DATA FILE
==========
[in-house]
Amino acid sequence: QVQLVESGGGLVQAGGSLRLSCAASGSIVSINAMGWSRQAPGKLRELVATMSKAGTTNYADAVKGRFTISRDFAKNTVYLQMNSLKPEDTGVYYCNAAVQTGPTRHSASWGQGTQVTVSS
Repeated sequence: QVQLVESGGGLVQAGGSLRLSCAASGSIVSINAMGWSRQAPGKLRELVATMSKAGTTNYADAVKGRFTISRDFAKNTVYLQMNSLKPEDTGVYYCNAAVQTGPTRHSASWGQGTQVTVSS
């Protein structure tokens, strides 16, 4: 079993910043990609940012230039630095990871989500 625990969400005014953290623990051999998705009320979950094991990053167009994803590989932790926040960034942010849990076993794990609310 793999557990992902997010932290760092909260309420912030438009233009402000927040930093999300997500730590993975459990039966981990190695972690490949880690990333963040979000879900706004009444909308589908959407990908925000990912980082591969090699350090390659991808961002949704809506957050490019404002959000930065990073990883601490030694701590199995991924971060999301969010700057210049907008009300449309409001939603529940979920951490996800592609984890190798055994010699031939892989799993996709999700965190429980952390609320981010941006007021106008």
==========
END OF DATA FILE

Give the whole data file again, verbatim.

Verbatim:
[in-house]
Amino acid sequence: QVQLVESGGGLVQAGGSLRLSCAASGSIVSINAMGWSRQAPGKLRELVATMSKAGTTNYADAVKGRFTISRDFAKNTVYLQMNSLKPEDTGVYYCNAAVQTGPTRHSASWGQGTQVTVSS
Repeated sequence: QVQLVESGGGLVQAGGSLRLSCAASGSIVSINAMGWSRQAPGKLRELVATMSKAGTTNYADAVKGRFTISRDFAKNTVYLQMNSLKPEDTGVYYCNAAVQTGPTRHSASWGQGTQVTVSS
């Protein structure tokens, strides 16, 4: 079993910043990609940012230039630095990871989500 625990969400005014953290623990051999998705009320979950094991990053167009994803590989932790926040960034942010849990076993794990609310 793999557990992902997010932290760092909260309420912030438009233009402000927040930093999300997500730590993975459990039966981990190695972690490949880690990333963040979000879900706004009444909308589908959407990908925000990912980082591969090699350090390659991808961002949704809506957050490019404002959000930065990073990883601490030694701590199995991924971060999301969010700057210049907008009300449309409001939603529940979920951490996800592609984890190798055994010699031939892989799993996709999700965190429980952390609320981010941006007021106008």